An aural journey into the essence of relationships and emotions. From Dem A Say with its pulsating reggae beat to Falling in Love Again, an R&B tinged gospel love song, Adejoké's debut EP illustrates her creativity and diversity as a singer-songwriter. Available on iTunes, Amazon, Spotify, Google Play, Tidal and CDBaby.



Adejoké Album Release Intimate Listening Party

17 December 2016

A Cappella rendition of "A Long Time"

January 2012, Winternachten, The Hague, The Netherlands

Live performance of "A Long Time" on WPFW 89.3FM. 

Alexa Klein-Mayer on guitar. 

Lyric Video for "Stronger"


Photo By: Adebowale Enitan

Adejoké (Ah-day-jaw-keh)



Adejoké is a Washington, DC based Nigerian singer-songwriter. An accomplished international lawyer, she has forged a career in human rights and international criminal investigations. Yet music is never far from her heart. Writing songs since age 14, Adejoké melds the sonic styles of jazz, soul, gospel and R&B with her rich African heritage. Fusing her passion for social justice and music, Adejoké sings in DC's all-women social justice a cappella group, SongRise.The group uses its music to inspire social change. 

Adejoké's introductory album is an aural journey which explores the essence of relationships and emotions. From Dem A Say with its pulsating reggae beat to Falling in Love Again, an R&B tinged gospel love song, this eponymous EP illustrates Adejoké's creativity and diversity as a singer-songwriter.


In Dem A Say the heroine laughs, tongue in cheek, at the busybodies who dissect every aspect of her relationship. Though playful, this song is an anthem for those whose relationships have withstood the constant scrutiny of “outsiders.” Contrast its rhythmic sound with the solemnity of Strongerand you enter into the realm of deeper emotions. Stronger boldly answers the question: “from where do we find the strength to leave abusive relationships?”  Written in the style of a letter to a former lover, Adejoké's determined voice soars in a ballad dedicated to survivors of domestic violence.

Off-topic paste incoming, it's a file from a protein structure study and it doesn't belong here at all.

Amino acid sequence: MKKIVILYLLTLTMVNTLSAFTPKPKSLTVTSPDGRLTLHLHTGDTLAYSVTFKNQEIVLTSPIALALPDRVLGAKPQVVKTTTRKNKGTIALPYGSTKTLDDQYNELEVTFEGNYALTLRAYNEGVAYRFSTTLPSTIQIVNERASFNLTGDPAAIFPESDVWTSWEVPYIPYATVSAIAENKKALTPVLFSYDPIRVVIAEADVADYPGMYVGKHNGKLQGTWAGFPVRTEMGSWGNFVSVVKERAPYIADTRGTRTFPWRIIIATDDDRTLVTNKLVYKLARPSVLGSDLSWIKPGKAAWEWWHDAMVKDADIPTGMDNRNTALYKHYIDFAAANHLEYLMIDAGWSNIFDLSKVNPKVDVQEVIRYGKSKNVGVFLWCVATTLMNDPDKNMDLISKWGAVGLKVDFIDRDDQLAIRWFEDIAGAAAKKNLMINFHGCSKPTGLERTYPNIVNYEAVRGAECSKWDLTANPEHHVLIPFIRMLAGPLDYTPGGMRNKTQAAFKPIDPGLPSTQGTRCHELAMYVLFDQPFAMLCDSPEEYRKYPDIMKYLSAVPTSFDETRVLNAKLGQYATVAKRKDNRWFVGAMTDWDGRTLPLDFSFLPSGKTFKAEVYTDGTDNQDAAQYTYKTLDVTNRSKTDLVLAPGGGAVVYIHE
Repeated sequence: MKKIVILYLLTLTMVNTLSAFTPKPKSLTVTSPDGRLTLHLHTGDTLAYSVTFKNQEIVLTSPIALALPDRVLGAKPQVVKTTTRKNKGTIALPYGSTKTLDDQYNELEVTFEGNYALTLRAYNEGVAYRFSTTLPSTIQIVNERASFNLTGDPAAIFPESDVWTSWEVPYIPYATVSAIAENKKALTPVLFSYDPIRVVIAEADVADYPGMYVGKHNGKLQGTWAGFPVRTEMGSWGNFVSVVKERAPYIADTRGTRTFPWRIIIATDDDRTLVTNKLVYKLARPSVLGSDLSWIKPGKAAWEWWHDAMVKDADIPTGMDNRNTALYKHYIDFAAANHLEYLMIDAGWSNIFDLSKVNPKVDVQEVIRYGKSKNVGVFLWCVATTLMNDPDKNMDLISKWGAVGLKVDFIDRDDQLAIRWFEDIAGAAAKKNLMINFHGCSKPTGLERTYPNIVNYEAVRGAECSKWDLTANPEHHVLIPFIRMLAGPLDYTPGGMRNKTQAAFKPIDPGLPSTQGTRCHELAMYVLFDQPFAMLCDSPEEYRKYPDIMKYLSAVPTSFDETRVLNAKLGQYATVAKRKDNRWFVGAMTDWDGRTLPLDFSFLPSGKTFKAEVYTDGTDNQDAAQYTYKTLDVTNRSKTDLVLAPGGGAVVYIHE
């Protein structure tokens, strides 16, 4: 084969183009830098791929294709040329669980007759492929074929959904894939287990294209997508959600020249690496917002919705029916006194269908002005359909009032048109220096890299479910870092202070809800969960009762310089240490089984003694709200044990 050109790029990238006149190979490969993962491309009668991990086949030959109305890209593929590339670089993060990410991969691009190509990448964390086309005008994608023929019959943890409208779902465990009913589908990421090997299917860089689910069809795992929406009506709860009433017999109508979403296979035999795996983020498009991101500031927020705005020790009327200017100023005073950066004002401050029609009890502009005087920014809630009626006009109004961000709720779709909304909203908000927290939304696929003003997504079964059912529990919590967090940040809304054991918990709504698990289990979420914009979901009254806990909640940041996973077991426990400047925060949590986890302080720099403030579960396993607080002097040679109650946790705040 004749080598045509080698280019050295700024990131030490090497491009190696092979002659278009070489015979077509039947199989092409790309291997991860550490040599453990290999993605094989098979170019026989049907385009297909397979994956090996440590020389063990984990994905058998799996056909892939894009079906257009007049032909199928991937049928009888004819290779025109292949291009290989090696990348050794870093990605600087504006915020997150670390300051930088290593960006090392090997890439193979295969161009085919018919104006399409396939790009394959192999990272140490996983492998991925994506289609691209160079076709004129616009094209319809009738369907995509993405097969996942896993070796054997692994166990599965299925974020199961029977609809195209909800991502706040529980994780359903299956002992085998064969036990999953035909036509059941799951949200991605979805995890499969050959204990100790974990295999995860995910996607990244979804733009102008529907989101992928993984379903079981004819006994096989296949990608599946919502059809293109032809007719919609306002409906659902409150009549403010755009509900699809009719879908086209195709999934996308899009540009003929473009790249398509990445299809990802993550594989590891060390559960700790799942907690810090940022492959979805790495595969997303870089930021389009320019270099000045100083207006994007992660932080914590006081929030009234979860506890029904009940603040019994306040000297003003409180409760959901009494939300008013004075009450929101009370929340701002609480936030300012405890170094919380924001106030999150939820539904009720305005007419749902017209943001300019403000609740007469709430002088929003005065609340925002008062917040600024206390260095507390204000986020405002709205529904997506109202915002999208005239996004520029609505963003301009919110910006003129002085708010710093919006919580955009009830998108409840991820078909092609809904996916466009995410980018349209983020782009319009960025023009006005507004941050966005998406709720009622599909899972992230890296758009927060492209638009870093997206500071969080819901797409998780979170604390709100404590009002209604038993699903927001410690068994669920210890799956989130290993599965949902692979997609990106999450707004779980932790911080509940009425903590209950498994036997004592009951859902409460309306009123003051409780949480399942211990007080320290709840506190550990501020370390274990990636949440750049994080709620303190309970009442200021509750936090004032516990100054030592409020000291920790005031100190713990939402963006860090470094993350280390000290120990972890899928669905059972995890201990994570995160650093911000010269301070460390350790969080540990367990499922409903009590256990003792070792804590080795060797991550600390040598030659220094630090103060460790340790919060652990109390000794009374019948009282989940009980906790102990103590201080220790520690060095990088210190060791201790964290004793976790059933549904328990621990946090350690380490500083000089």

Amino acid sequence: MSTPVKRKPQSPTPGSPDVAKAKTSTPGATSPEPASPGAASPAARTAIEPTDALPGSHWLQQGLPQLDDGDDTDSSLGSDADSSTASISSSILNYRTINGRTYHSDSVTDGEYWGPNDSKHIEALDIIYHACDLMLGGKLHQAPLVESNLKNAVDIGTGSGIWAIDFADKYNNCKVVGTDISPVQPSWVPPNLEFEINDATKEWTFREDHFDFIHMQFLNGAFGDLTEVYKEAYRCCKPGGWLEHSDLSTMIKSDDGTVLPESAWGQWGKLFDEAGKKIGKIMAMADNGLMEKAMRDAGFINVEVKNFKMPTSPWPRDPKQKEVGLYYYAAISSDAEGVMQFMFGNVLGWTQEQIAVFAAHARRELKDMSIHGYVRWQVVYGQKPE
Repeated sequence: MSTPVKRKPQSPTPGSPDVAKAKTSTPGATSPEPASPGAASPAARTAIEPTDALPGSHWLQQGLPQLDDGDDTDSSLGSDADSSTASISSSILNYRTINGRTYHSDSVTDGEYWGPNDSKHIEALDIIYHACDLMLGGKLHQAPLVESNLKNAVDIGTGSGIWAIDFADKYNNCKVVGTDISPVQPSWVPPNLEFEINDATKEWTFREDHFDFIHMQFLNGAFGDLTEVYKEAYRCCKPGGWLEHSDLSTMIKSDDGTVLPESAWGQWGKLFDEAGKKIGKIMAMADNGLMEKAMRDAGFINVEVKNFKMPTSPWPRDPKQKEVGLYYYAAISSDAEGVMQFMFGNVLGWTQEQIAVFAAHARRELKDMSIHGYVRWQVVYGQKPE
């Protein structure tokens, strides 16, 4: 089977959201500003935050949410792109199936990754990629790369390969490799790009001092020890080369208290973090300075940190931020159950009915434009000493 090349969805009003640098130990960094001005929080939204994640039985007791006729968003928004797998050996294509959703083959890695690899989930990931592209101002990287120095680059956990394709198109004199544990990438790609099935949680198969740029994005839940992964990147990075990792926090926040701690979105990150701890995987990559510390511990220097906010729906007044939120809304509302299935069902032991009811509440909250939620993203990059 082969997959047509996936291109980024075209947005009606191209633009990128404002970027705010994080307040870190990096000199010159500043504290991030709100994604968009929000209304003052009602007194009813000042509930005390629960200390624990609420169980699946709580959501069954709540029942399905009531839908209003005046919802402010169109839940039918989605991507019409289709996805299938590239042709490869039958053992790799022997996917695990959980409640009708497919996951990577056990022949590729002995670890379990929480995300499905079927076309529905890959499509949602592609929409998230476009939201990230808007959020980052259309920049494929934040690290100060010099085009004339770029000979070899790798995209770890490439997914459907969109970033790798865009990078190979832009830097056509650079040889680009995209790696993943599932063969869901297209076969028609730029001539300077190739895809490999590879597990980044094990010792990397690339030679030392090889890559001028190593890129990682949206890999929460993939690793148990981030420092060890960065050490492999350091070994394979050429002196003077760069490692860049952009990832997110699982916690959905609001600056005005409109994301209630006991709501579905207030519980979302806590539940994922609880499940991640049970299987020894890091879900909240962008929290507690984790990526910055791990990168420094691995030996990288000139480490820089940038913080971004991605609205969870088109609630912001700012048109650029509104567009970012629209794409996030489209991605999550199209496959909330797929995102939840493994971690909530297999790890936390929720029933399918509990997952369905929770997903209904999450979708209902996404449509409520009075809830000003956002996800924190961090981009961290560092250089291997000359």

The exploration of a range of emotions continues through to A Long Timewhere the piano and guitar solos embody the torturous longing and abandonment felt by the protagonist at the absence of her lover. The emotions of gratitude  in the face of adversity are explored in Mo Du Pe (I'm Grateful). A truly pan-African song, Mo Du Pe is sung in Shona (a language from Zimbabwe, Southern Africa) and Yoruba (a West African language spoken in Nigeria, Benin, and Togo). Instrumentation used include the Kora (widely played in Mali, Senegal, Gambia, and Burkina Faso) and the djembe drum ( a staple African percussion instrument).

Falling in Love Again depicts a journey from doubt to surrender. The final song on the album, Take Me Lord, is also its oldest. Written in 2001, it chronicles a desire to do what is right in the ultimate spiritual relationship. This album inspires and makes you want to dance all at once. It represents an eclectic mix of styles and a variety of emotions embodied in one unique voice.